Quite simply, to become immersed is to say ‘no’ to the way the world is and begin to create a new world built not on injustice, greed, individualism and passivity, but rather a world based on justice, community, solidarity, action and love of the other. In short, immersion is to help the world stand the correct way up.
This book surprised me in that I don’t usually pick out a book on this subject, but when I was browsing, the cover photograph of a man’s dusty bare feet drew me in. I’m glad it did, because I was rewarded by a smart, sincere first-hand account of an immersion volunteer’s experience in Zambia. Donaldson’s depiction of the impoverished strikes a perfect balance – there is none of that coddling tone sometimes taken when discussing the poor. He tackles the subjects of immersion versus volunteer tourism, injustice, the marginalized, and how existing systems create poverty. He challenges one’s privilege and inaction, but he adopts a fair stance towards everyone including the wealthy, so the book doesn’t read as heavy-handed or preachy to me. Read it!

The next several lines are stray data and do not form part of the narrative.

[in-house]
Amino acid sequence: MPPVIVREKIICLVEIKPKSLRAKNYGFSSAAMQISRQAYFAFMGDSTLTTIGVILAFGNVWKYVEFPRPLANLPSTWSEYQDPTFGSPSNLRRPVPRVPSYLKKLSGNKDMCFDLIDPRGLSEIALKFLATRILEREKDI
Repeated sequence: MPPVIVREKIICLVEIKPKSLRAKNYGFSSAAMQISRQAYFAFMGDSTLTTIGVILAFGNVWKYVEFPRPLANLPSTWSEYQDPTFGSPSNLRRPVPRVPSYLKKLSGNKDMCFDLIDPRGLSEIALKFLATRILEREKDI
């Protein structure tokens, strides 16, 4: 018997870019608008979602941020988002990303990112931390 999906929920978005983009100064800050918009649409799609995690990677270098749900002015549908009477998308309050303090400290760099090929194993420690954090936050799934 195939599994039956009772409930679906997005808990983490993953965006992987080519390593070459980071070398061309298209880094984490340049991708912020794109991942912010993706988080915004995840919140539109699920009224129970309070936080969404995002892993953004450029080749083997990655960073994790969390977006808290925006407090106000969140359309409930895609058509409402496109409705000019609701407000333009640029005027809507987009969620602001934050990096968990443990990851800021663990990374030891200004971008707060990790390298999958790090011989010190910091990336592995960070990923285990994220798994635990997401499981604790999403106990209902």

Check the BPL catalog for this title: Encountering God in the Margins